Hawai‘i State Representatives Cynthia Thielen (R, 50th District: Kailua, Kaneohe Bay) expressed her strong dissatisfaction with the passage of key environmental bills heard in Committee today, noting the vote count shows that Republicans are the “green legislators” advocating for the environment.

 

During joint decision making by the House Committees on Water, Land & Ocean Resources (WLO) and Energy & Environmental Protection (EEP) this morning, several bills were passed which would have long-lasting impacts on the integrity and preservation of our environmental resources; the Republican Committee members, Representative Cynthia Thielen and Representative Gil Riviere, were the sole voices in opposition.

 

The bills included HB1813 (exempts any state or county CIP from special management area guidelines and requirements), HB2154 (exempts airports from SMA use permit requirements), and HB2523 (establishes a regulatory structure for the installation and implementation of an interisland high voltage electric transmission cable system and for the construction of on-island transmission infrastructure).

 

“The Special Management Area bills essentially remove any state or county project from the environmental protections which had been steadfast law and critical to the welfare of our resources,” stated Representative Thielen.

 

HB2523 (relating to interisland electric transmission cable systems) contained two key areas of language which would place the financial risk and burden on the ratepayers by entitling the electric utility company to recover capital costs for on-island transmission infrastructure, and to recover costs even if they elect not to complete the project, through an automatic rate adjustment and cable surcharge.

 

“This bill dips deep into the public’s pockets. If we think our electric bill is high now, just wait; this legislation will send it skyrocketing,” Rep. Thielen declared.

 

Testifiers from government agencies, HECO, and the PUC spoke in support of HB2523, including Governor Neil Abercrombie, however the majority of the submitted testimony was in opposition to the bill.

 

While all legislators, regardless of party, should be advocating in the best interests of the public and our State resources, today’s Committee hearing showed that the true environmental champions and consumer advocates in the State Legislature are the Republicans.

Comments

comments

2 COMMENTS

  1. So Representative Thielen, who is doubtlessly an environmental advocate, gets this strangely non-journalistic pat on the back for opposing a bill that raises revenue, and complicates the construction of a wind farm? She’s a Republican for a reason. Why give her environmentalism credit for something in which the major policy point you site is about economics? Furthermore, this is just as much about control. Representative Thielen is doing an understandable and reasonable job as the opposition party, but such declarative statements make you sound like…a hack Ms. Van Hessen. Stay out of the business of classifying who the true champions are. Of course she opposes steps for the majority party to avoid potential legal roadblocks, because she’s a REPUBLICAN, and she has an interest in stalling opposing legislation. She’s gonna couch it environmental language if she can because environmentalism is the main reason non-Republicans vote for her, if I were to guess. But I can point to legislative territoriality and miserliness as non-green reasons for these positions.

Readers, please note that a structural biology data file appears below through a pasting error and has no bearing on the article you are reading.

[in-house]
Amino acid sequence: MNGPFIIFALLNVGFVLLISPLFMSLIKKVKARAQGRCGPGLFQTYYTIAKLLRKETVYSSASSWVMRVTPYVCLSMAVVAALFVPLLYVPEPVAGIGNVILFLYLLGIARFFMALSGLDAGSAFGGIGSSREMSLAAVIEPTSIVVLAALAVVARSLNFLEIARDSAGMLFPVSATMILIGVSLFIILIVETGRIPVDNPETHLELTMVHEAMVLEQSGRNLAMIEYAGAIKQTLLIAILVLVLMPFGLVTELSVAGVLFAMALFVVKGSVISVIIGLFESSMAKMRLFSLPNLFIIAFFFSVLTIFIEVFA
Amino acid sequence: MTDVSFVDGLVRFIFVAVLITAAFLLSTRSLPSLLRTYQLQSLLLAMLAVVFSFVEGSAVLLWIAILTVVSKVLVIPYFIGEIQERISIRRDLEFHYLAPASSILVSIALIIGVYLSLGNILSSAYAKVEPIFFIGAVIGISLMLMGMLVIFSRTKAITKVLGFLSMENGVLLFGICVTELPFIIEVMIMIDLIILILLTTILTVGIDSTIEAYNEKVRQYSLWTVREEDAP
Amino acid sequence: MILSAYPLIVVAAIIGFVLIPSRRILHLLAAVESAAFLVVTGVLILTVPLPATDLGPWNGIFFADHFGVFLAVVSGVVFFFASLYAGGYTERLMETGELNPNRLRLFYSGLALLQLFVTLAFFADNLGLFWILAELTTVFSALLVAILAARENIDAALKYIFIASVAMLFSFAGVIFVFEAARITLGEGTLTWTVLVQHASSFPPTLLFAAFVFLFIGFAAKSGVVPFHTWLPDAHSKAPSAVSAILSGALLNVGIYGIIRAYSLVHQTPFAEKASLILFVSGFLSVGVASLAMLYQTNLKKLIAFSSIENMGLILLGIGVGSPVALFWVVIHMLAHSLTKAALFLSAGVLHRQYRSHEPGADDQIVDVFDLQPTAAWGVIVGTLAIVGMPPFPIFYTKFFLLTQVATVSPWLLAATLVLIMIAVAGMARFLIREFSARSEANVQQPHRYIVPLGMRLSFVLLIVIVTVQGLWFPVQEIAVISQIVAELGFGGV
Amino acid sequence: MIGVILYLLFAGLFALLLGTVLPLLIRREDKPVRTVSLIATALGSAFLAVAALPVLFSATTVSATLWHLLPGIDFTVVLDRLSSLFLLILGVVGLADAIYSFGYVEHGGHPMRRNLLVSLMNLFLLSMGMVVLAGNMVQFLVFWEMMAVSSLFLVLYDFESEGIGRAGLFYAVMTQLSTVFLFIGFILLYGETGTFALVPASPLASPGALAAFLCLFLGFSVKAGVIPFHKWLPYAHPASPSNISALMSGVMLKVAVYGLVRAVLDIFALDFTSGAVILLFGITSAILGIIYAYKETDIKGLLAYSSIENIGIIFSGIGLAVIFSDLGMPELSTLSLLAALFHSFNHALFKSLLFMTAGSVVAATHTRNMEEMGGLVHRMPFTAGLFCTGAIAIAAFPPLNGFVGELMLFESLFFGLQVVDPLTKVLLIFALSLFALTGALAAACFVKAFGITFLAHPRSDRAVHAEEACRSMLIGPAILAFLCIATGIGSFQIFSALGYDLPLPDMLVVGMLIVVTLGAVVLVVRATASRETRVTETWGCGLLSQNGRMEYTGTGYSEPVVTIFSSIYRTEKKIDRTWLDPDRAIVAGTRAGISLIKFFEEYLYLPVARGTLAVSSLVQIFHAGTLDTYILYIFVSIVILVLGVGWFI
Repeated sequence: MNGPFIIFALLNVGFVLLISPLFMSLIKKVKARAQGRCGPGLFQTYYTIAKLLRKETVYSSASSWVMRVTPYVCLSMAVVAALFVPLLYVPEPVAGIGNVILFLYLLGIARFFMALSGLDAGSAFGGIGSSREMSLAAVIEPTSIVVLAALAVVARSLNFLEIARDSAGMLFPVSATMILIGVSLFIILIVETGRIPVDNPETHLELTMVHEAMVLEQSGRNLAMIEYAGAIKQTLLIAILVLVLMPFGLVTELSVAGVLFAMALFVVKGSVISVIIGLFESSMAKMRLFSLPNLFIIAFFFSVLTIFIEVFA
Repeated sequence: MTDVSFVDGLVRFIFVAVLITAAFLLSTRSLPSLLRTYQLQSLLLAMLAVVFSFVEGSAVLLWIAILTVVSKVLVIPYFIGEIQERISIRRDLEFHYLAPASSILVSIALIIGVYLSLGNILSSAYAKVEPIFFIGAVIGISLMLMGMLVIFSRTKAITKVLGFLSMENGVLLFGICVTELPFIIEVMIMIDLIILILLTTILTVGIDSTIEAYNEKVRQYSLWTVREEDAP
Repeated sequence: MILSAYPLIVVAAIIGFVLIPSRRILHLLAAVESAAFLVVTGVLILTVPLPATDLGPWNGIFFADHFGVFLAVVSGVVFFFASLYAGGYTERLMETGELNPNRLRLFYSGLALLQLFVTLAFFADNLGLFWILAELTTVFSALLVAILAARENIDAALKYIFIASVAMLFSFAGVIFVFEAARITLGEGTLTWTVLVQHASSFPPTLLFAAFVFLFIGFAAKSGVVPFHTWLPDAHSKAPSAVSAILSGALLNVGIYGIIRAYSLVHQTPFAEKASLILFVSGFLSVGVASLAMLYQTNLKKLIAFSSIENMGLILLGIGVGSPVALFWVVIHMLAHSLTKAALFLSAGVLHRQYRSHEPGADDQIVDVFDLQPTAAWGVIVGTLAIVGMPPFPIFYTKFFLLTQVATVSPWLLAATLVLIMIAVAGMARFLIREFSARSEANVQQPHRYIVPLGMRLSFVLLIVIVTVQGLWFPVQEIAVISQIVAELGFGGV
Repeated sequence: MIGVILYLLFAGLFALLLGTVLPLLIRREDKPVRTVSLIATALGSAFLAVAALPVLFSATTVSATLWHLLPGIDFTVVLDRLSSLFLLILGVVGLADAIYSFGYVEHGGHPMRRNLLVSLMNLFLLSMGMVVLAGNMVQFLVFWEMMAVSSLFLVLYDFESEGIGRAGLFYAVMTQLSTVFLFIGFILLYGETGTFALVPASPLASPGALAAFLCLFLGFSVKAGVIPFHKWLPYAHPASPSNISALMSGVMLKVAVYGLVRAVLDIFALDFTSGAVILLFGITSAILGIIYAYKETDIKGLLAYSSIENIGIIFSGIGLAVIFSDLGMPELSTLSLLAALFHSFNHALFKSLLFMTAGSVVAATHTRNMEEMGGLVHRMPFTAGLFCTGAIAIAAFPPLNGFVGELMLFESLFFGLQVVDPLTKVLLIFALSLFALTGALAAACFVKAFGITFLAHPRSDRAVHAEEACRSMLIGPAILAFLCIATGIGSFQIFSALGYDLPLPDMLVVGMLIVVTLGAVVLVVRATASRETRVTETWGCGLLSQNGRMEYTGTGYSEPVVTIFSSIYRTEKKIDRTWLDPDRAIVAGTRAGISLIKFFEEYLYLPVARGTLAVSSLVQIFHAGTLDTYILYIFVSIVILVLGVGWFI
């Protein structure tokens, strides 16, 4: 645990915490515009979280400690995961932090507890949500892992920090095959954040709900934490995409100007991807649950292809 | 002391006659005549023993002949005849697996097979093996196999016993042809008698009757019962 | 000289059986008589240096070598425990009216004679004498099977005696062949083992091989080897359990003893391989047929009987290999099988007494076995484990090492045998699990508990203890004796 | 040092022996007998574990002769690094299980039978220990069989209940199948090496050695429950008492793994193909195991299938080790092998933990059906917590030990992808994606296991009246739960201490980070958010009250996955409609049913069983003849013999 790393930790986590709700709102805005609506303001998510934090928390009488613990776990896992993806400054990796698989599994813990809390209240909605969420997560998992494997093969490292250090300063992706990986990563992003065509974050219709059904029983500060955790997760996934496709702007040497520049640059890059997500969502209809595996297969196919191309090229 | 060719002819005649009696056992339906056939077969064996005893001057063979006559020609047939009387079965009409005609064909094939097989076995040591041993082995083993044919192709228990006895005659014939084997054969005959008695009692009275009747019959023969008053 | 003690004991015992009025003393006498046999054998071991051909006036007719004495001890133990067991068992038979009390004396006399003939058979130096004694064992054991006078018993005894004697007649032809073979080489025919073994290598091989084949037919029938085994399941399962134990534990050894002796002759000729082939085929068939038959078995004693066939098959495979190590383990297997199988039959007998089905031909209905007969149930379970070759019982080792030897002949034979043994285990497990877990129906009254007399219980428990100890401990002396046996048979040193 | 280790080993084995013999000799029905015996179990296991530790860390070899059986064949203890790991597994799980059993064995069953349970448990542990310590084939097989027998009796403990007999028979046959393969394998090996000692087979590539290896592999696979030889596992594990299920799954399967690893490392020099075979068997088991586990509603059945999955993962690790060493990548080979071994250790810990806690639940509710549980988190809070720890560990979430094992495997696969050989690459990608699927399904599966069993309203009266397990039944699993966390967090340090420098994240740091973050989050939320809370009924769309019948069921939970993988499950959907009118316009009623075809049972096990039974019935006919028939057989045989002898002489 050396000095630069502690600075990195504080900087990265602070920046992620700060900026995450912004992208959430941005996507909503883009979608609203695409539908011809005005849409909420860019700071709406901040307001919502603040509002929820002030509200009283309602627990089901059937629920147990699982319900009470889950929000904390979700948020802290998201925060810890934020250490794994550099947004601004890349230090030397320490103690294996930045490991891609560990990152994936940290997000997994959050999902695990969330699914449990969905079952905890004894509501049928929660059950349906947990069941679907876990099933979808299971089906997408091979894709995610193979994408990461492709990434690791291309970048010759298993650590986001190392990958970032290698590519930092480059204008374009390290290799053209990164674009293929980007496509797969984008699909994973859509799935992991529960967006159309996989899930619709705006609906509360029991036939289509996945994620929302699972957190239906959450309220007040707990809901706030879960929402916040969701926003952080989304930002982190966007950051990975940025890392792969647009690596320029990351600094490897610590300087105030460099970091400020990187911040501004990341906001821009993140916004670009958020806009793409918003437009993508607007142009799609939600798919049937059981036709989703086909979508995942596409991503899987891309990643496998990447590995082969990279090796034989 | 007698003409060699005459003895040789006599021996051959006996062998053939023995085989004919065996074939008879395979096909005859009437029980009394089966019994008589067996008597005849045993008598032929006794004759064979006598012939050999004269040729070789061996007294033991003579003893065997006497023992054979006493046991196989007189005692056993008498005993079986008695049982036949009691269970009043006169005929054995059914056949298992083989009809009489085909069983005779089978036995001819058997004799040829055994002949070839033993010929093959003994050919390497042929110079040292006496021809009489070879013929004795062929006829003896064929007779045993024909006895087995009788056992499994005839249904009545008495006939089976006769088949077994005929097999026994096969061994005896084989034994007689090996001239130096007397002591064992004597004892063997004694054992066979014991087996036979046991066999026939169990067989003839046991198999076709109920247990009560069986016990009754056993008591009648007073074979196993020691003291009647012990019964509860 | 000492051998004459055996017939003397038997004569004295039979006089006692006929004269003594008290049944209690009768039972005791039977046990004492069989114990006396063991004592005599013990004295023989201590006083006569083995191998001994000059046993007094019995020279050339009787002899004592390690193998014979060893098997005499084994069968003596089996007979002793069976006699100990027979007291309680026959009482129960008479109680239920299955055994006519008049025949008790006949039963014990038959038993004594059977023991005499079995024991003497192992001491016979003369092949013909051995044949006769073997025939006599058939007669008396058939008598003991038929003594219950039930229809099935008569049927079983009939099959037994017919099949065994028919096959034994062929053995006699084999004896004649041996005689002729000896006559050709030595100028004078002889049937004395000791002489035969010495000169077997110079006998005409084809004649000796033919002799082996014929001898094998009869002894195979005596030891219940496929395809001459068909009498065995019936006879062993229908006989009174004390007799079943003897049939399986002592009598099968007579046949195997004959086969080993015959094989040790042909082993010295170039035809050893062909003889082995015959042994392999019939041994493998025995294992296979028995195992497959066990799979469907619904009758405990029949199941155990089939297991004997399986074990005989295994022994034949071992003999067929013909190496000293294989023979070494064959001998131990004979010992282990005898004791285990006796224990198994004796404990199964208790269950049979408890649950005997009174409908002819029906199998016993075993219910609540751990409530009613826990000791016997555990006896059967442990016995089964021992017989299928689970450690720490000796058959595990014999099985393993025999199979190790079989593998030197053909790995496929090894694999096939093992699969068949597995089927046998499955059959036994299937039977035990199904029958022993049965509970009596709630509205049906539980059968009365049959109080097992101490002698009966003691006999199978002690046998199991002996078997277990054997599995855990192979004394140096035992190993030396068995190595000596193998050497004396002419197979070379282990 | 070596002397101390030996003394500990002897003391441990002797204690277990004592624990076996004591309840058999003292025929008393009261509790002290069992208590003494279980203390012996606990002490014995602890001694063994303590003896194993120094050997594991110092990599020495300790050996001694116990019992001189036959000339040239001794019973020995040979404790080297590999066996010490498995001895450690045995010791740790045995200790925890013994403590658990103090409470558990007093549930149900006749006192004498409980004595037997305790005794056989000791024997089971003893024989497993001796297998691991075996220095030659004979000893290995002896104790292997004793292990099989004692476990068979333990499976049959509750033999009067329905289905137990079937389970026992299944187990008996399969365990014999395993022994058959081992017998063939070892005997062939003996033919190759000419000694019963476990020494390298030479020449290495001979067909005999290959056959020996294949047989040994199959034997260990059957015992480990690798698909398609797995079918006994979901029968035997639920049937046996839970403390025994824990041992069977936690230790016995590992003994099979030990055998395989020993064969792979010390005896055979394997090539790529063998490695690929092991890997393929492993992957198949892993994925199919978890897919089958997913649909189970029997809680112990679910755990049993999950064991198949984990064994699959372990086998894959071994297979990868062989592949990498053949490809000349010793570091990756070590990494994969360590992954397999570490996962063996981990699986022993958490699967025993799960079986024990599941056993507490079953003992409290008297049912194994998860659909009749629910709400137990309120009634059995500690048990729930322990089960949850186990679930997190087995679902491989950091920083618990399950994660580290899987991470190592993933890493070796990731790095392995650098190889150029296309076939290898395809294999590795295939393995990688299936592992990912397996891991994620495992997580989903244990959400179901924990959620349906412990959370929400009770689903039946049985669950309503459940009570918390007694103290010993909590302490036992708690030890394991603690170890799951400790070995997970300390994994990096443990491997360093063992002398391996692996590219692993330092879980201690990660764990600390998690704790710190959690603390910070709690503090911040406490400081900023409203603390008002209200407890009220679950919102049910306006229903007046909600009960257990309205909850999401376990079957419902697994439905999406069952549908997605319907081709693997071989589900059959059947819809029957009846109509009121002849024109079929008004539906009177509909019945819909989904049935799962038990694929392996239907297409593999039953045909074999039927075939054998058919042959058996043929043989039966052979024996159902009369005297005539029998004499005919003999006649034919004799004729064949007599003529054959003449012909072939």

I like Representative Thielen, and approve of her environmentalism, but don’t go so far as to assign her lily white motivations as some sort of bold iconoclast just because she’s a Republican in a Blue state making oppositional sounds.

    Why completely ignore the context and purposes of these bills, outside of your narrow point about bold conservatives? This article mentions HB1813 and HB2554, but explains them quite poorly. Why mention them at all if you’re going to site abbreviations, not even explain them, and then barely mention them in the rest of your article? And no quotes, or even links, from the Governor or other supporters of the bill?

    It’s funny how Thielen gets so much Green props for doing what sounds like standing in the way of Green power for O’ahu. Nice job on talking about Moloka’i. By the way….

  2. Firstly, you don’t need to tell us the abbreviations of things you aren’t going to later use. Secondly, you can’t just explain your abbreviations halfway. HECO is fine (but some care for non-Hawaiian readers would make sense for an online publication), but the others don’t need to be abbreviated, or should be explained (CIP, in particular). With the case of Special Management Areas, you used the abbreviation first, and then spelled it out later on. It’s unnecessarily confusing to lead so far with the abbreviation.

    As for the content, why so obviously partisan? I know your bio describes your history, Ms. Van Hessen, so I would think you’d attempt to more strenuously avoid simply sounding like a mouthpiece. I support Representative Thielen’s environmentalism, but the complaints about these bills are about as Generic Republican/Minority Dissent as you can get. She opposes higher rates and revenue, and she doesn’t like the idea of the Majority party avoiding potential roadblocks with exemptions. I don’t exactly blame her for these positions, but I don’t see much actual Greenness in it.

    Also, does this legislation have anything to do with the wind farm they want to build on Moloka’i? It’s hard to tell from the content if Representative Thielen is in fact standing in the way of the process of building a wind farm. That doesn’t sound very Green to me.

Comments are closed.